And if that's all that it would take to bring Bitcoin to a swift end, quite a few other cryptocurrencies would die a whole lot more easily.
    A 51% attack would allow at most a double spend, but would be discovered. Any hysteria around a 51% attack is unfounded. It’s ridiculous. 
    A double spend singular?  A 51% attack would allow the attacker to double spend or revert others' transactions at will, anytime they pleased, and indefinitely.  If you've got most of the world's mining capacity, you control which transactions make it into the blockchain.

    The thing about it is that in order to destabilize the system, you don't have to shut it down entirely.  Suppose that you're a vendor and know that if you get paid by method A, about 10% of the time, the transaction gets reverted and you're out the money.  If you get paid by method B, you reliably get to keep the money.  For how long after you figure that out do you continue to accept payment by method A?

    All that a government has to do to kill Bitcoin is to turn it into method A.  You don't have to stop all of the transactions.  You just have to revert enough for people to lose faith in it and switch to something else.  But if you've got most of the world's mining capacity, you could mess with nearly all of the transactions.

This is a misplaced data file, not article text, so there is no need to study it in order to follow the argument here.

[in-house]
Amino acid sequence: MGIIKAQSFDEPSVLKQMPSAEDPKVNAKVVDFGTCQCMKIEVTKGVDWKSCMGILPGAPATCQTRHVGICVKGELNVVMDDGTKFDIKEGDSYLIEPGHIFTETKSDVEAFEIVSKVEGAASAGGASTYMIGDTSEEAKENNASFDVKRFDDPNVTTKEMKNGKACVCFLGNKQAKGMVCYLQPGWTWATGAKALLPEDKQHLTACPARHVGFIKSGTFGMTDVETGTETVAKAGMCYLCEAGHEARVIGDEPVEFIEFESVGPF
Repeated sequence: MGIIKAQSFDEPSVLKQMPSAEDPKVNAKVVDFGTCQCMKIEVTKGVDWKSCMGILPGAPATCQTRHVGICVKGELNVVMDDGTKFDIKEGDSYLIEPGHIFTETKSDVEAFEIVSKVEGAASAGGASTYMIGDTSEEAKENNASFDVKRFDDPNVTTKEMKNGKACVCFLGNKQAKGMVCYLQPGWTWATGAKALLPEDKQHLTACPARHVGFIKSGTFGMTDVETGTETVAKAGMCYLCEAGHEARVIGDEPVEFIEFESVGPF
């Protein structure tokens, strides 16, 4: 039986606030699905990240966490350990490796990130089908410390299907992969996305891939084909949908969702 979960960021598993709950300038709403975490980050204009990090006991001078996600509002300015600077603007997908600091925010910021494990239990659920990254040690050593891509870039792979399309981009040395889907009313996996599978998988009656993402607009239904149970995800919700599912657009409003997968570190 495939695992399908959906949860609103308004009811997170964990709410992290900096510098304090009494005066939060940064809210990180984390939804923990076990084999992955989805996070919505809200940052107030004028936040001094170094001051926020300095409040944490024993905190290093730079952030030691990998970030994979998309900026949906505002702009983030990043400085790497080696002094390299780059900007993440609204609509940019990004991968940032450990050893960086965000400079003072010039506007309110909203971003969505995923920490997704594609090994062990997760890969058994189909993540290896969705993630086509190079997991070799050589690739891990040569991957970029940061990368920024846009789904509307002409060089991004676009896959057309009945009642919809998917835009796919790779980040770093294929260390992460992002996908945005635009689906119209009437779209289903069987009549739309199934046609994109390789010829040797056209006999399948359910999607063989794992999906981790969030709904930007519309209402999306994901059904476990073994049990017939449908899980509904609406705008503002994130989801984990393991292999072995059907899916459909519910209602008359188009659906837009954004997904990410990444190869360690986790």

GdemamiTorval
  • VrikaVrika Member EpicPosts: 6,871
    Vrika said:
    Scot said:
    74% of bitcoin is already running on renewable energy and proof of work is superior for decentralization which is a necessary component.

    It's not going anywhere.

    Graphics cards are inferior to asics by a big margin.
    I am afraid 74% of your post sounds like tosh, no disrespect intend. If you are an organisation or person making money out of Bitcoin, a green tax would be applied to your profits. Now many of those who mine Cryptocurrency could be below the tax threshold or age for the country concerned which is fine. An estimate of that could be made and those who do pay would pay more tax. Such a tax should be proportionate, for example it should be no where near the tax level applied to using energy from an energy company as we are talking about less than 1%.